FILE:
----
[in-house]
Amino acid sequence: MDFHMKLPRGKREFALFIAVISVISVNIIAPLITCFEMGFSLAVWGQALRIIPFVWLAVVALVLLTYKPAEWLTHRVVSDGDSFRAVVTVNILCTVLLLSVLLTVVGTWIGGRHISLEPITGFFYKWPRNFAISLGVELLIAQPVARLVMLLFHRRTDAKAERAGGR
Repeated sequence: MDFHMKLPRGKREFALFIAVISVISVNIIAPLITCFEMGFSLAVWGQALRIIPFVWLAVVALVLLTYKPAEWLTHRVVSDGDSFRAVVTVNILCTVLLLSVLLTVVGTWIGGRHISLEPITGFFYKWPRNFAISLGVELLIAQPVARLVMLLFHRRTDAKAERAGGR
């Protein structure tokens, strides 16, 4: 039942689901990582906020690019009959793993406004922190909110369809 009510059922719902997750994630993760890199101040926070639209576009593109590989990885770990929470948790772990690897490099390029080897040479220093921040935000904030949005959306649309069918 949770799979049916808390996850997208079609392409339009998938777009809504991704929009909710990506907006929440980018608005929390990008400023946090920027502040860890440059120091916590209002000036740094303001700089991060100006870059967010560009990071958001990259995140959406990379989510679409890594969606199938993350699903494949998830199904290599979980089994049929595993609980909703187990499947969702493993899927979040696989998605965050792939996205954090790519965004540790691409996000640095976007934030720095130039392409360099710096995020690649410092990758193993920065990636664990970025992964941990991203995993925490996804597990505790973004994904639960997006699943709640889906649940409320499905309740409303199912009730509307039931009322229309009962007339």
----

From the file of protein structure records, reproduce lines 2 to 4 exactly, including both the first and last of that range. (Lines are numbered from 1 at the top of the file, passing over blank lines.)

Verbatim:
Amino acid sequence: MDFHMKLPRGKREFALFIAVISVISVNIIAPLITCFEMGFSLAVWGQALRIIPFVWLAVVALVLLTYKPAEWLTHRVVSDGDSFRAVVTVNILCTVLLLSVLLTVVGTWIGGRHISLEPITGFFYKWPRNFAISLGVELLIAQPVARLVMLLFHRRTDAKAERAGGR
Repeated sequence: MDFHMKLPRGKREFALFIAVISVISVNIIAPLITCFEMGFSLAVWGQALRIIPFVWLAVVALVLLTYKPAEWLTHRVVSDGDSFRAVVTVNILCTVLLLSVLLTVVGTWIGGRHISLEPITGFFYKWPRNFAISLGVELLIAQPVARLVMLLFHRRTDAKAERAGGR
């Protein structure tokens, strides 16, 4: 039942689901990582906020690019009959793993406004922190909110369809 009510059922719902997750994630993760890199101040926070639209576009593109590989990885770990929470948790772990690897490099390029080897040479220093921040935000904030949005959306649309069918 949770799979049916808390996850997208079609392409339009998938777009809504991704929009909710990506907006929440980018608005929390990008400023946090920027502040860890440059120091916590209002000036740094303001700089991060100006870059967010560009990071958001990259995140959406990379989510679409890594969606199938993350699903494949998830199904290599979980089994049929595993609980909703187990499947969702493993899927979040696989998605965050792939996205954090790519965004540790691409996000640095976007934030720095130039392409360099710096995020690649410092990758193993920065990636664990970025992964941990991203995993925490996804597990505790973004994904639960997006699943709640889906649940409320499905309740409303199912009730509307039931009322229309009962007339």